Recording information: Apt 8; Free Willy Studio; Studio 2000.
Photographers: Cleveland "Clevie" Browne; Donald Clive Davidson; Winston Blake; William Foster.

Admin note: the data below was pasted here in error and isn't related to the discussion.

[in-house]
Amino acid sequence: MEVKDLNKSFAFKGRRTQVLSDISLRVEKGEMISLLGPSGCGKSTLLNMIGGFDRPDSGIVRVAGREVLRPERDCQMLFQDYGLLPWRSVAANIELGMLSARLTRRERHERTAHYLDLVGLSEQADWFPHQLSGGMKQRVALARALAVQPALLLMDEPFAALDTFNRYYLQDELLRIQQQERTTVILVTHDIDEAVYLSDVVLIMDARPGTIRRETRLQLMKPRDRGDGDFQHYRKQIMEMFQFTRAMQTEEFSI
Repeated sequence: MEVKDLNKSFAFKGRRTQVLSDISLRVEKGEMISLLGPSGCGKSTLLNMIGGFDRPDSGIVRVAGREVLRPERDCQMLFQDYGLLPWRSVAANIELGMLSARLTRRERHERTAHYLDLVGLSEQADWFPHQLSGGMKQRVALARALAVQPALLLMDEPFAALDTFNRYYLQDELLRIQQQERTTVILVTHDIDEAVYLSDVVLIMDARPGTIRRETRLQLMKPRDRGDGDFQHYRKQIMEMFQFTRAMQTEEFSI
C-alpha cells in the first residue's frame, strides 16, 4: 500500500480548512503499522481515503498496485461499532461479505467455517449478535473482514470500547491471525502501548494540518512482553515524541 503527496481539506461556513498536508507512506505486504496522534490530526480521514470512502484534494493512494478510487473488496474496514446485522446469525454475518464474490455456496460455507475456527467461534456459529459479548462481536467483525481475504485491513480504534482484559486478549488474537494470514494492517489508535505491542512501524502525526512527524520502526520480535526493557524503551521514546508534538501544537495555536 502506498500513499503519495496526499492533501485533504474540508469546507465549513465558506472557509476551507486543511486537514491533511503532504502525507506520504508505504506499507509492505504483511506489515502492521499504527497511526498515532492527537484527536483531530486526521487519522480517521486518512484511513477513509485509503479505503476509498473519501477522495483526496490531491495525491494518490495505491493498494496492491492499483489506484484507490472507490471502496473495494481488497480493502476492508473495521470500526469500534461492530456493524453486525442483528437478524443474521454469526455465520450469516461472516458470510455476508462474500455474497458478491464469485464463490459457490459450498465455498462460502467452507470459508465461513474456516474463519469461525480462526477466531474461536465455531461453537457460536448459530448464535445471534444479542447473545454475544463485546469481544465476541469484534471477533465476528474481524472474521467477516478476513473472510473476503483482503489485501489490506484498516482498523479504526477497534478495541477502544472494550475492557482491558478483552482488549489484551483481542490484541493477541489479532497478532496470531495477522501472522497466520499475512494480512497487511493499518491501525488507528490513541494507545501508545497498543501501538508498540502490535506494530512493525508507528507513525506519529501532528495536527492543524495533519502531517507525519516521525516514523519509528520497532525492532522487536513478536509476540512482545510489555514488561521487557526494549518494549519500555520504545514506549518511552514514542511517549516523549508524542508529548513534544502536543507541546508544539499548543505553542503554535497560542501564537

For almost 40 years now, session-and-production duos have played an important role on the reggae scene, usually in the form of bass/drums duos like Sly Dunbar and Robbie Shakespeare or Style Scott and Flabba Holt. Drummer Clevie Browne and keyboardist Steely Johnson changed up the instrumentation a bit and gradually became the most important such duo currently working, racking up lots of IOUs over the years from top-ranked reggae singers. They cash in some of those chits on this enormously enjoyable look back at great songs from the past (recorded shortly before Steely's untimely death in 2009). It would be easy to dismiss this collection as a cheap nostalgia exercise, but two factors get in the way of that stance: first, the loving and detailed attention that Steely and Clevie give to the production on each track; these performances were clearly not thrown together thoughtlessly or cheaply. Second, the quality of the performances themselves, which are provided by both A-list singers whose stars have never really faded (Cornell Campbell, Ken Boothe, Freddie McGregor) and a few who have become relatively obscure over the years but shouldn't have (Dennis Walks, Al Campbell). The songs come mostly from roots reggae's classic period, the mid-'70s, but the arrangements are burnished to a warm glow by modern technology, resulting in settings that combine the pleasures of the roots era with those of the early dancehall period. What really sets this album apart from similar collections is the quality of the vocal performances, which are almost uniformly fantastic: Cornell Campbell's voice is still feather-light and lovely, Leroy Sibbles (of the Heptones) still croons beautifully, and although Freddie McGregor's voice has roughened a little bit with age, it's as powerful as ever. The Chantells sound maybe just a little bit ragged on "Waiting in the Park," but not enough to be a problem. Every track here is a pleasure, and the bonus DVD with footage from the recording sessions is a nice touch. ~ Rick Anderson